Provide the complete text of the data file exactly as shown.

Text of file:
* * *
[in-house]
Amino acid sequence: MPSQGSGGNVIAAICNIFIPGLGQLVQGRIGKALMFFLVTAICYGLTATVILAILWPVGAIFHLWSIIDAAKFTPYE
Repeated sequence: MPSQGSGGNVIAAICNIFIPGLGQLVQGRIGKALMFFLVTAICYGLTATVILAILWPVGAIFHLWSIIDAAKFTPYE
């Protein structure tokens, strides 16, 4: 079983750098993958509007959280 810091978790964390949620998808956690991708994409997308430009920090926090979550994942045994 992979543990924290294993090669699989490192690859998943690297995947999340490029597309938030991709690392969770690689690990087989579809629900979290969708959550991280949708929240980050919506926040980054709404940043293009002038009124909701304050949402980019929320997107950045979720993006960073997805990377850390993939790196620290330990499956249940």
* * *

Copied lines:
[in-house]
Amino acid sequence: MPSQGSGGNVIAAICNIFIPGLGQLVQGRIGKALMFFLVTAICYGLTATVILAILWPVGAIFHLWSIIDAAKFTPYE
Repeated sequence: MPSQGSGGNVIAAICNIFIPGLGQLVQGRIGKALMFFLVTAICYGLTATVILAILWPVGAIFHLWSIIDAAKFTPYE
């Protein structure tokens, strides 16, 4: 079983750098993958509007959280 810091978790964390949620998808956690991708994409997308430009920090926090979550994942045994 992979543990924290294993090669699989490192690859998943690297995947999340490029597309938030991709690392969770690689690990087989579809629900979290969708959550991280949708929240980050919506926040980054709404940043293009002038009124909701304050949402980019929320997107950045979720993006960073997805990377850390993939790196620290330990499956249940």